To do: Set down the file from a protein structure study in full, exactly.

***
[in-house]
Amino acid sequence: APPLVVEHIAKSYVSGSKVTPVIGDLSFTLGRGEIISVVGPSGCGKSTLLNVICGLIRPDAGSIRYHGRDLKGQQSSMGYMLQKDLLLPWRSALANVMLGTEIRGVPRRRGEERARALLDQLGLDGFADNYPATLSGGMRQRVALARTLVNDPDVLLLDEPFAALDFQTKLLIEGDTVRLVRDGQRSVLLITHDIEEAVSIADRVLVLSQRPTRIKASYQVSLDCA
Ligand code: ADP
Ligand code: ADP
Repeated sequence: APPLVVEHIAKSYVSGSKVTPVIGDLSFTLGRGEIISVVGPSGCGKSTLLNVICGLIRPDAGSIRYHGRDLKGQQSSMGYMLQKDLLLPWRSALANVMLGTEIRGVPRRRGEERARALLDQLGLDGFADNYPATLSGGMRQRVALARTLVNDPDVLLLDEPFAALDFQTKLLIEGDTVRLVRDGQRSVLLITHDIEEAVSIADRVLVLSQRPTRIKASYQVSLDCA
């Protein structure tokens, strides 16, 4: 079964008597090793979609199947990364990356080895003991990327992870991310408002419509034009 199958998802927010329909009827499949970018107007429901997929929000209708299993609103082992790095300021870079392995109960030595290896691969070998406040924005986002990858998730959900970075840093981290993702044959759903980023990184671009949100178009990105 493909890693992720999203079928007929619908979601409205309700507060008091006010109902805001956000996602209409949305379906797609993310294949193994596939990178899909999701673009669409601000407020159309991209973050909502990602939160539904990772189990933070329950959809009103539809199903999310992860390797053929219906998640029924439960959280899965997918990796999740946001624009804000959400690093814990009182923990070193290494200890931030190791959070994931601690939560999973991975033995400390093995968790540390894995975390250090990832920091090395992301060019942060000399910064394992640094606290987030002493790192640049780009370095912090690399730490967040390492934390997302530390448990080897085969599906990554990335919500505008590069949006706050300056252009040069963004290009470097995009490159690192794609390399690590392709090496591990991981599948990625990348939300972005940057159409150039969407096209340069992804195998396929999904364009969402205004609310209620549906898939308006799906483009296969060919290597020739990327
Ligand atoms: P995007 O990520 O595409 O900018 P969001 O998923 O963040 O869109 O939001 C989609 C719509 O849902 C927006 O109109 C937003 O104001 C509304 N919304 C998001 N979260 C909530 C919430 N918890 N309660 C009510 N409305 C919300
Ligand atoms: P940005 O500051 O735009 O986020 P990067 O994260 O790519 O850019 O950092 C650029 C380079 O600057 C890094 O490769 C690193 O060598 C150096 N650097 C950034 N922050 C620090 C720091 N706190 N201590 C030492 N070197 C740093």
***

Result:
[in-house]
Amino acid sequence: APPLVVEHIAKSYVSGSKVTPVIGDLSFTLGRGEIISVVGPSGCGKSTLLNVICGLIRPDAGSIRYHGRDLKGQQSSMGYMLQKDLLLPWRSALANVMLGTEIRGVPRRRGEERARALLDQLGLDGFADNYPATLSGGMRQRVALARTLVNDPDVLLLDEPFAALDFQTKLLIEGDTVRLVRDGQRSVLLITHDIEEAVSIADRVLVLSQRPTRIKASYQVSLDCA
Ligand code: ADP
Ligand code: ADP
Repeated sequence: APPLVVEHIAKSYVSGSKVTPVIGDLSFTLGRGEIISVVGPSGCGKSTLLNVICGLIRPDAGSIRYHGRDLKGQQSSMGYMLQKDLLLPWRSALANVMLGTEIRGVPRRRGEERARALLDQLGLDGFADNYPATLSGGMRQRVALARTLVNDPDVLLLDEPFAALDFQTKLLIEGDTVRLVRDGQRSVLLITHDIEEAVSIADRVLVLSQRPTRIKASYQVSLDCA
């Protein structure tokens, strides 16, 4: 079964008597090793979609199947990364990356080895003991990327992870991310408002419509034009 199958998802927010329909009827499949970018107007429901997929929000209708299993609103082992790095300021870079392995109960030595290896691969070998406040924005986002990858998730959900970075840093981290993702044959759903980023990184671009949100178009990105 493909890693992720999203079928007929619908979601409205309700507060008091006010109902805001956000996602209409949305379906797609993310294949193994596939990178899909999701673009669409601000407020159309991209973050909502990602939160539904990772189990933070329950959809009103539809199903999310992860390797053929219906998640029924439960959280899965997918990796999740946001624009804000959400690093814990009182923990070193290494200890931030190791959070994931601690939560999973991975033995400390093995968790540390894995975390250090990832920091090395992301060019942060000399910064394992640094606290987030002493790192640049780009370095912090690399730490967040390492934390997302530390448990080897085969599906990554990335919500505008590069949006706050300056252009040069963004290009470097995009490159690192794609390399690590392709090496591990991981599948990625990348939300972005940057159409150039969407096209340069992804195998396929999904364009969402205004609310209620549906898939308006799906483009296969060919290597020739990327
Ligand atoms: P995007 O990520 O595409 O900018 P969001 O998923 O963040 O869109 O939001 C989609 C719509 O849902 C927006 O109109 C937003 O104001 C509304 N919304 C998001 N979260 C909530 C919430 N918890 N309660 C009510 N409305 C919300
Ligand atoms: P940005 O500051 O735009 O986020 P990067 O994260 O790519 O850019 O950092 C650029 C380079 O600057 C890094 O490769 C690193 O060598 C150096 N650097 C950034 N922050 C620090 C720091 N706190 N201590 C030492 N070197 C740093």